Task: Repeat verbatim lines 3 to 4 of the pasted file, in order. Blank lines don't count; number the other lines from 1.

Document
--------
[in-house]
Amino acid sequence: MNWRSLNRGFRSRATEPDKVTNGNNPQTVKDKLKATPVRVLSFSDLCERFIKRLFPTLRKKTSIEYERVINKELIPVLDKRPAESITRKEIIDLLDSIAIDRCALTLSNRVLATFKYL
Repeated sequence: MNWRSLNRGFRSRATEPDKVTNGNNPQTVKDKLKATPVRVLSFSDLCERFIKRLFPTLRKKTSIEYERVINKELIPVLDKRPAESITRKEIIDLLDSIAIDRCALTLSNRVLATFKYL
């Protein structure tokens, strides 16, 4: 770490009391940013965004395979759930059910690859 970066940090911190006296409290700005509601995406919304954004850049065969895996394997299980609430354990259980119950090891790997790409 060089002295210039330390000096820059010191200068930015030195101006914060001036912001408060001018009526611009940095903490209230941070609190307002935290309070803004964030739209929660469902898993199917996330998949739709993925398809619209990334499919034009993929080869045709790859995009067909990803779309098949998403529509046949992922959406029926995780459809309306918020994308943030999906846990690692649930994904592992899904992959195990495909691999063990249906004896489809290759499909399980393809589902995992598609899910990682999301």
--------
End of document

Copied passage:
Repeated sequence: MNWRSLNRGFRSRATEPDKVTNGNNPQTVKDKLKATPVRVLSFSDLCERFIKRLFPTLRKKTSIEYERVINKELIPVLDKRPAESITRKEIIDLLDSIAIDRCALTLSNRVLATFKYL
């Protein structure tokens, strides 16, 4: 770490009391940013965004395979759930059910690859 970066940090911190006296409290700005509601995406919304954004850049065969895996394997299980609430354990259980119950090891790997790409 060089002295210039330390000096820059010191200068930015030195101006914060001036912001408060001018009526611009940095903490209230941070609190307002935290309070803004964030739209929660469902898993199917996330998949739709993925398809619209990334499919034009993929080869045709790859995009067909990803779309098949998403529509046949992922959406029926995780459809309306918020994308943030999906846990690692649930994904592992899904992959195990495909691999063990249906004896489809290759499909399980393809589902995992598609899910990682999301």